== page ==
However, when it comes to affordable housing it spectacularly falls short of delivering the 40% affordable housing required in the current Local Plan, unless this entire enterprise were classified as an urban extension which would then only require 10%. Quinn Estates as you have probably guessed by now are only proposing 10% affordable housing so therefore clearing acknowledging that this scheme is an urban extension of Sittingbourne not a garden town.
Due to its unimaginably large size it will also significantly impact the borough’s affordable housing delivery to a point where the Council ends up developing far fewer affordable properties than we are currently building even though we face more than doubling the housing provision in the local plan.
Presumably in a bid to keep developers happy the Council has significantly lowered the bar for affordable housing requirements in the two areas of the borough where the majority of the housing is planned. Ranging from nothing on the Isle of Sheppey to a meagre 10% in Iwade and in urban Sittingbourne. Previously we had 30% target across the board, but at least now developers will have less to do as we slowly drift towards zero affordable housing provision.
Shows all land taken up by garden town
There is nothing green or garden like about this urban sprawl
Clearly it is blatantly obviously to anyone casting a casual eye over a map that this is a huge scale urban expansion of Sittingbourne and certainly not a new garden town, garden village, garden community or anything else prefixed with the word garden.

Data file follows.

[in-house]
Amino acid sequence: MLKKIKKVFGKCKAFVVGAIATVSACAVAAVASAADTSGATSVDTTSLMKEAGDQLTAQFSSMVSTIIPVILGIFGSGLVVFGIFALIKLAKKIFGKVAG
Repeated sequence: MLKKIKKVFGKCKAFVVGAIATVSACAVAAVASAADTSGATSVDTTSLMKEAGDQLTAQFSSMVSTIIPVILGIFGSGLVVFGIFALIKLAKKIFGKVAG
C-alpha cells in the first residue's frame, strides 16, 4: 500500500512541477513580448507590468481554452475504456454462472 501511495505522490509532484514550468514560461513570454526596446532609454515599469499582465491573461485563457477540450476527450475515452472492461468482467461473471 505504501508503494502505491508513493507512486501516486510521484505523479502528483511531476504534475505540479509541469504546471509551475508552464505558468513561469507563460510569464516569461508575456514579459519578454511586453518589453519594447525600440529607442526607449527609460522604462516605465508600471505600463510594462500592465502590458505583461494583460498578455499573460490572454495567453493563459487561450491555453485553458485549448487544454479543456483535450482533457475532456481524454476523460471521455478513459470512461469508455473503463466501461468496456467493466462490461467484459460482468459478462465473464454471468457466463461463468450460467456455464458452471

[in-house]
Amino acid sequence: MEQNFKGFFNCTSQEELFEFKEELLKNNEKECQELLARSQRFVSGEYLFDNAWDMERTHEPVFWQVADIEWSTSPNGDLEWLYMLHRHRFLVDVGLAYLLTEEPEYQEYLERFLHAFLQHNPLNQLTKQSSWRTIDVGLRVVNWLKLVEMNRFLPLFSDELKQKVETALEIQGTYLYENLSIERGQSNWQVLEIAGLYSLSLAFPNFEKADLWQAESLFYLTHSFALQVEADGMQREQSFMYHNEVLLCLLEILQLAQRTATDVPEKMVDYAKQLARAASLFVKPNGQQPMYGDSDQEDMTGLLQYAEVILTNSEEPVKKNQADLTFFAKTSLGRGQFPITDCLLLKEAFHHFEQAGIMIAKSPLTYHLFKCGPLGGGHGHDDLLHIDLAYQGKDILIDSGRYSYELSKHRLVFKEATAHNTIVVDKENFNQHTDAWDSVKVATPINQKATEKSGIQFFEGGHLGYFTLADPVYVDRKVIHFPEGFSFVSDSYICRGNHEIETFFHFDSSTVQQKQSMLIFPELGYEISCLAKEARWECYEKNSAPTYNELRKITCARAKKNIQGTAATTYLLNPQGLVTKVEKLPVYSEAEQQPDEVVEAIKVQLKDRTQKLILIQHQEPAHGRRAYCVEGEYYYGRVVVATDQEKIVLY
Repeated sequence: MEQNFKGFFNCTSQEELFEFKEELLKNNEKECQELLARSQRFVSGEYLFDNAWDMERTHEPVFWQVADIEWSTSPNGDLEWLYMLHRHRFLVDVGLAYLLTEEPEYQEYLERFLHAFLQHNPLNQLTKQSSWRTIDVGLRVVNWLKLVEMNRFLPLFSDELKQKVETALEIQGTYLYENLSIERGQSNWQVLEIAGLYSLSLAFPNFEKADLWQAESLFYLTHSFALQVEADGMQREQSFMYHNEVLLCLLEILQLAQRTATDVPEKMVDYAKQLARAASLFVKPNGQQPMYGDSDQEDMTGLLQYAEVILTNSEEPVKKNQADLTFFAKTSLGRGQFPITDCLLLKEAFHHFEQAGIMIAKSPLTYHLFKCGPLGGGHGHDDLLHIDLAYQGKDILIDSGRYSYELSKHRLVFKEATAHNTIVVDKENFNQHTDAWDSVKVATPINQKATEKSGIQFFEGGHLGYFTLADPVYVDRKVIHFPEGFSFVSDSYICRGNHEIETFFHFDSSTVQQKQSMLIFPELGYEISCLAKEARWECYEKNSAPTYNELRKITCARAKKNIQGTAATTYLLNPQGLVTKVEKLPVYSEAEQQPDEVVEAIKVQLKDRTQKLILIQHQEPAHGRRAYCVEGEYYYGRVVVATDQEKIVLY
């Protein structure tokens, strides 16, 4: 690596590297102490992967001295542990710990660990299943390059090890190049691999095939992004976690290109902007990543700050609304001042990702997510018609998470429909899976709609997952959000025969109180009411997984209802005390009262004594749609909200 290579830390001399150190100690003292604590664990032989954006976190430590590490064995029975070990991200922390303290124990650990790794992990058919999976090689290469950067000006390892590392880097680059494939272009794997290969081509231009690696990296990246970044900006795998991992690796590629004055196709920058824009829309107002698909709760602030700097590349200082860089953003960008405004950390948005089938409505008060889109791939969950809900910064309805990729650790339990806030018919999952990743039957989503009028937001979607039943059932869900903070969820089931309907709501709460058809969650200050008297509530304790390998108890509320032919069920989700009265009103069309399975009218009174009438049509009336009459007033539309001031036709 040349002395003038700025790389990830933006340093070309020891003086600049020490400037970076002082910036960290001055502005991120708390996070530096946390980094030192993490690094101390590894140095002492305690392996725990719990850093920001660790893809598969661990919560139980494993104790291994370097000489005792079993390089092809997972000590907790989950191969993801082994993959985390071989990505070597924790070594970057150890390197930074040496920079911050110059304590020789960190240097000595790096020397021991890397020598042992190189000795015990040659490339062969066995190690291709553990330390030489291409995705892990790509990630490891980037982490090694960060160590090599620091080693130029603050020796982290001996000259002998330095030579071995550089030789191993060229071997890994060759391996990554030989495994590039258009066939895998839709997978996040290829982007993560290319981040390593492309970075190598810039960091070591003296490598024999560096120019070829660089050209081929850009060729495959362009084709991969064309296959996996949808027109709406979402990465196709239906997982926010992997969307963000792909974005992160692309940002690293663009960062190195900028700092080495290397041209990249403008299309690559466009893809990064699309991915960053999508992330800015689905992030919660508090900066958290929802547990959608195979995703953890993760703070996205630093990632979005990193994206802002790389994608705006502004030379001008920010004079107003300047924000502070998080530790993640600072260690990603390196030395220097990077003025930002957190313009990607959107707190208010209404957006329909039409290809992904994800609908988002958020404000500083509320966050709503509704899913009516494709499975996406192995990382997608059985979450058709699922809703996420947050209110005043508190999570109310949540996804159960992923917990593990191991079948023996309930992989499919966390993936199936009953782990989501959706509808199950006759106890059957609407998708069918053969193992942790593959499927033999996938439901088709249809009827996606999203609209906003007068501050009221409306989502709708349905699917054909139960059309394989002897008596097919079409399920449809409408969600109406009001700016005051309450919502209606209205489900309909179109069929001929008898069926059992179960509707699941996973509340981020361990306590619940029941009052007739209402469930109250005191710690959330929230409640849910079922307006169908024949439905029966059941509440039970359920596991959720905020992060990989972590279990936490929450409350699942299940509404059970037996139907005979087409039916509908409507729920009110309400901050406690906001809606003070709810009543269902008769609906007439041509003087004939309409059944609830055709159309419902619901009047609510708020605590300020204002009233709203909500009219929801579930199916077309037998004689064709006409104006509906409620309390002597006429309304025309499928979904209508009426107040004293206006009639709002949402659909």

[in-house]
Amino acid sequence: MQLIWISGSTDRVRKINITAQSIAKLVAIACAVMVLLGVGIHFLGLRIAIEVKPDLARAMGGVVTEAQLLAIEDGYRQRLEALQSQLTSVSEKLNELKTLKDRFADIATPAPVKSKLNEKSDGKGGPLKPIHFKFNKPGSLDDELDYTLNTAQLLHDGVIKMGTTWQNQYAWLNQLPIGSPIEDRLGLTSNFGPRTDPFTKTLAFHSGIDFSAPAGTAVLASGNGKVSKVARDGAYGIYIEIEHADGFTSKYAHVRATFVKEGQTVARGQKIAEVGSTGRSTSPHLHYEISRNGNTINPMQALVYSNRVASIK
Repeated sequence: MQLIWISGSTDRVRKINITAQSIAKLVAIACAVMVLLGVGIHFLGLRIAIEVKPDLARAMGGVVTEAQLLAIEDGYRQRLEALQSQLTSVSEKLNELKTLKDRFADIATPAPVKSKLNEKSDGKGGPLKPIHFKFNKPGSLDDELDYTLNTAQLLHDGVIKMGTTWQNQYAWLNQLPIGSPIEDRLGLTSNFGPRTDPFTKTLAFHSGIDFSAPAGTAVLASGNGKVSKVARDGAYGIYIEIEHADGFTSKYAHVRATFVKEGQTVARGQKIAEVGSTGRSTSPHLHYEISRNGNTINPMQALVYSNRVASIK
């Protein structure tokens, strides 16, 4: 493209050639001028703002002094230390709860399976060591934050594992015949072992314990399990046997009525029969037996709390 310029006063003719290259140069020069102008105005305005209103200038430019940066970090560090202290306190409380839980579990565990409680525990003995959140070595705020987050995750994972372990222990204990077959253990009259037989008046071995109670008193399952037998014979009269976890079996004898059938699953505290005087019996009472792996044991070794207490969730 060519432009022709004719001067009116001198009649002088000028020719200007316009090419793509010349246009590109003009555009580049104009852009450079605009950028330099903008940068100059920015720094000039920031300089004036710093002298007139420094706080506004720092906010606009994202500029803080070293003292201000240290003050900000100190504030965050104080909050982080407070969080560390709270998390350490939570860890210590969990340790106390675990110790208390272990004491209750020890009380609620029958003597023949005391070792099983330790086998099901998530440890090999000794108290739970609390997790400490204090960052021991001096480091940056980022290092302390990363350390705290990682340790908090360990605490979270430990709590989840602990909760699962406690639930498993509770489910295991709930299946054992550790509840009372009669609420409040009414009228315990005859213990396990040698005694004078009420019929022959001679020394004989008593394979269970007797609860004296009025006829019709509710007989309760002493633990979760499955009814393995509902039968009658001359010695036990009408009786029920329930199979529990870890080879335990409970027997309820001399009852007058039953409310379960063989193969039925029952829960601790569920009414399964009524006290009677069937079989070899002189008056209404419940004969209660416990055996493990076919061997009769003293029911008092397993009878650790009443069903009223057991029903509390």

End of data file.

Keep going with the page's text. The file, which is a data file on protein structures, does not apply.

So just like many of the garden towns which have preceded it, there will be a significant reliance on the town it is attached to. Residents are almost certain to travel into Sittingbourne to make use of facilities that either don’t exist or are yet to materialise from the new development.
The dependency on Sittingbourne for rail alone should not be underestimated especially with the majority of new housing serving the needs of people from outside the borough, especially London where existing employment commitments will necessitate a continued use of the railways. Like it or not we are a commuter town and simply ignoring that fact isn’t going to change anything.
There will no doubt be some notion or other that a massively expanded Kent Science Park will provide ample local employment opportunities, but this is a huge leap of faith and one not based on past performance. Whilst the Kent Science Park have enjoyed some success over the last 14 years, and I certainly don’t wish to diminish the gains in employment made, the average of 57 jobs per year created based on their published figures is simply not a game changer from a borough wide perspective.
The emphasis on road infrastructure is also self-defeating as it will only serve to encourage the continued use of the car. For those that can’t wait for a new motorway connection, just remember that there will be a 50% increase in Sittingbourne’s population as a result of this scheme alone.
So, we are doing this to meet housing targets?
No, well certainly not at the moment anyway.
The garden town concept is being heavily promoted by Swale Borough Council who shortly after Quinn Estates submitted their scheme in the summer of 2016, immediately wrote to the Department for Communities and Local Government in support of it. The governments announcements on the possibility of increased housing numbers, which still have not happened, was not until a full year later. The Council have been planning for this for at least 2 years that we know of.
I will leave you with this damning verdict of garden towns
“the most environmentally destructive way of providing housing”